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Truck + sprayer productivity tips

February 12, 2021 -  By

 

Small commercial truck (Photo: Ram)

It’s the small stuff Truck companies are seeing landscape companies opt for smaller vehicles that don’t require a commercial driver’s license to operate. (Photo: Ram)

Trucks

Going smaller

“In a world that’s become much more about mobile businesses, we’ve seen a big explosion,” says Dave Sowers, head of Ram commercial trucks. The demand is up, and Sowers reports that for the whole third quarter of 2020, Ram sales were up 38 percent from the second quarter.

He says that having trucks that are smaller, easier to drive and don’t require a special license like a CDL will always benefit the company and be more employee friendly.

“Businesses are also tending to buy a lower class of truck — they were buying class 6, but now they’re buying a class 5, and we’re offering more payload in our class 5,” he says. For 2021, Ram’s latest heavy duty, high-output 3500 diesel truck offers 37,100 pounds of towing capacity.

Safety first

Accidents from work vehicles can cost anywhere from $10,000 up to $1 million because of employee injury, vehicle damage and liability, says Sowers. Safety features like lane detection and a digital rearview camera have been musts for landscape companies.

Brian Tabel, executive director of marketing for Isuzu, agrees. Isuzu’s Mobileye lane detection device and a backup camera are popular features, as well. Tabel adds, “That additional visibility and safety of a low cab forward for the driver and everyone around the vehicle is important.”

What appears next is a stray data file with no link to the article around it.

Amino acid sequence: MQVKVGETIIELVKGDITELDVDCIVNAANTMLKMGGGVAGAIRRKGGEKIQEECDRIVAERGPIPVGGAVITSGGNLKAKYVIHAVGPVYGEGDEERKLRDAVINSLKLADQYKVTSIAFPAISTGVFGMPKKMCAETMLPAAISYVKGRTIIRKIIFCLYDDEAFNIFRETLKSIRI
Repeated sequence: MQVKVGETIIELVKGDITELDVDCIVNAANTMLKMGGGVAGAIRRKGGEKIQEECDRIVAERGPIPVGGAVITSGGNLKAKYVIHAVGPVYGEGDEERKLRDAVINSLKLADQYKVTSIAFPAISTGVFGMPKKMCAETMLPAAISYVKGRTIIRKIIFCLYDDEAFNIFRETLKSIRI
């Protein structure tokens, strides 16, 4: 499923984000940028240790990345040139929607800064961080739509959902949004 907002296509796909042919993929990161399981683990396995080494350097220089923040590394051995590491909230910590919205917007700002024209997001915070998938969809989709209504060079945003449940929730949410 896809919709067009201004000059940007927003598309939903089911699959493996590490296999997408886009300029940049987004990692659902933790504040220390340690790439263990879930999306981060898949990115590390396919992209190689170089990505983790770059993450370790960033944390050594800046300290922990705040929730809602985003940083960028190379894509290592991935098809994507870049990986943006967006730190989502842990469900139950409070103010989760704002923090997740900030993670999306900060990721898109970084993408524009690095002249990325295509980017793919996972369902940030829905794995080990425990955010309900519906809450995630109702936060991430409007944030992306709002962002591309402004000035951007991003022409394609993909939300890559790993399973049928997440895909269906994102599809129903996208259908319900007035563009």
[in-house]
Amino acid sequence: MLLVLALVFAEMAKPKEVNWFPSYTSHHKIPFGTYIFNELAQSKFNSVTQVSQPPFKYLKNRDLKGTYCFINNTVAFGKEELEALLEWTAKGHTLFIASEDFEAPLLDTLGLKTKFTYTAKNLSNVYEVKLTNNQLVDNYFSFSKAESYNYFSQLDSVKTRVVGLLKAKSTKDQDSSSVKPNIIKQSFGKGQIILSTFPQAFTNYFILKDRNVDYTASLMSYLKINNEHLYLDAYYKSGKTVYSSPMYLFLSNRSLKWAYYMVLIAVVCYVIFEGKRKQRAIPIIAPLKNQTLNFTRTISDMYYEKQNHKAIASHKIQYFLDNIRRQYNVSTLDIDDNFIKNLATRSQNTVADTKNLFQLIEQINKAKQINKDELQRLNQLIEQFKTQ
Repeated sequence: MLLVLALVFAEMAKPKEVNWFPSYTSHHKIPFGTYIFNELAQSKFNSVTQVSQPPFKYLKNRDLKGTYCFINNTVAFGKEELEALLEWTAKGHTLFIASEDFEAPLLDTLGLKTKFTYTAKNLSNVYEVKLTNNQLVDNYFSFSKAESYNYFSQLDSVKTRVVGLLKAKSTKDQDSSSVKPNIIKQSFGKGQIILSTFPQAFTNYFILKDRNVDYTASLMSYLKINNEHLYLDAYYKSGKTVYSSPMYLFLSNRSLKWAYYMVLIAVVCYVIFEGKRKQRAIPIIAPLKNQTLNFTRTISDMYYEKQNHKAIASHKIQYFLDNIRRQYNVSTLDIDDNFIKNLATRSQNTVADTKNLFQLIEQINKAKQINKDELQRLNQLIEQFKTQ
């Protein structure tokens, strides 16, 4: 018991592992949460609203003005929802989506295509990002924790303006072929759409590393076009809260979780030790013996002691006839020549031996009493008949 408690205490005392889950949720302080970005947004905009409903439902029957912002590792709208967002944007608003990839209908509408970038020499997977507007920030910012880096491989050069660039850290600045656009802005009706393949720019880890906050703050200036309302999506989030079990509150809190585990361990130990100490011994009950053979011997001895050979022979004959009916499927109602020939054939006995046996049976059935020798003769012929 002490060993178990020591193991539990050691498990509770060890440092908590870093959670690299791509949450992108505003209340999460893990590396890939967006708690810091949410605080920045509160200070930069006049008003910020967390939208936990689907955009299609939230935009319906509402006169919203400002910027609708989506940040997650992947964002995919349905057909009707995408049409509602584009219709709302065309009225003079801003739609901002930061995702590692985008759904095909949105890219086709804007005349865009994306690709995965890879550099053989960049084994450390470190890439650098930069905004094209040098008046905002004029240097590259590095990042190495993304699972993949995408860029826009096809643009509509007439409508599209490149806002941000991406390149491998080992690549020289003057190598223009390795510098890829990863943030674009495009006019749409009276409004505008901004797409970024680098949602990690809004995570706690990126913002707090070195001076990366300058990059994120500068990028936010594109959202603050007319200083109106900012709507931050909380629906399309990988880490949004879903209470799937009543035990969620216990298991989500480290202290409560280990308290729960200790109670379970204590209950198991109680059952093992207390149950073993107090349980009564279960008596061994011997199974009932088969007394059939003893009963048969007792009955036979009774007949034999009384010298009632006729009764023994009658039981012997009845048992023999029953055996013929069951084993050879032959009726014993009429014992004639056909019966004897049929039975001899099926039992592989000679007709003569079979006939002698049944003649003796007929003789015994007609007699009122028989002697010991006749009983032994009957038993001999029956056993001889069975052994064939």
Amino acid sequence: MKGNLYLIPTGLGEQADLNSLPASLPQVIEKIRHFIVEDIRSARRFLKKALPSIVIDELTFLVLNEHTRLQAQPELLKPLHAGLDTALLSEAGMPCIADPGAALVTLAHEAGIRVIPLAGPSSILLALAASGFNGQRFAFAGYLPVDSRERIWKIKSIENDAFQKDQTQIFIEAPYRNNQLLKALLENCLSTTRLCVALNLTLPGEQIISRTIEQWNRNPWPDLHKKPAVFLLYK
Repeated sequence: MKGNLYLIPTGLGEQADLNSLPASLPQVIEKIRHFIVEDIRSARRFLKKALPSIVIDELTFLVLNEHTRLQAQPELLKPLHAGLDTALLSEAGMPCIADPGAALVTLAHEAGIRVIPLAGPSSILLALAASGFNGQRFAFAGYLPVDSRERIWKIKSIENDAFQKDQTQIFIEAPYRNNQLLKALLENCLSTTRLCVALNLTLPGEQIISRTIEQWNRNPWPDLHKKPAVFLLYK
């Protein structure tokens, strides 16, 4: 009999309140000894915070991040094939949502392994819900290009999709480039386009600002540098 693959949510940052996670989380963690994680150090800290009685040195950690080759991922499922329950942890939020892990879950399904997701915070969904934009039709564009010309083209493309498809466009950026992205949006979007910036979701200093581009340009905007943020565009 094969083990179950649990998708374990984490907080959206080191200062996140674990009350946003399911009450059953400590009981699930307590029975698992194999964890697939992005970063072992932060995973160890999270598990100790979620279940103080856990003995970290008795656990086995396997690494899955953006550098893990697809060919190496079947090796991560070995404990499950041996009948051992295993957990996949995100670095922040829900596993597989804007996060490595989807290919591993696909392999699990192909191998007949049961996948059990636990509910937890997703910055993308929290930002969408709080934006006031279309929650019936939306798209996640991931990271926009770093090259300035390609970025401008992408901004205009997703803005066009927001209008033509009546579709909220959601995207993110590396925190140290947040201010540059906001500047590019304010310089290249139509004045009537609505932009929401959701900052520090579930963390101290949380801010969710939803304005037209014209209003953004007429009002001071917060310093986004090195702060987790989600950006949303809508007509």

Plan ahead to save

Matt Ikard, sales manager at Neely Coble in Nashville, Tenn., makes the majority of his sales to landscape companies. Though it’s not always possible, he says you’ll be better off if you can plan ahead. “You can make sure your dealer has the truck you want — you might not be able to get the truck you want when you want it,” he says.

He says companies can see savings on truck purchases by buying vehicles from the model year ending — about $800 to $1,500 per truck. Opting for a 6.0-liter engine rather than a 6.6-liter engine can provide savings as well.

Abby Hart

About the Author:

Abby Hart is the former senior editor of Landscape Management. A native Clevelander, she spent 10 years in Chicago, where she was operations manager of a global hospitality consultancy. She also worked as managing editor of Illumine, a health and wellness magazine; and a marketing specialist for B2B publications. Abby has a degree in journalism from Boston University’s College of Communication.

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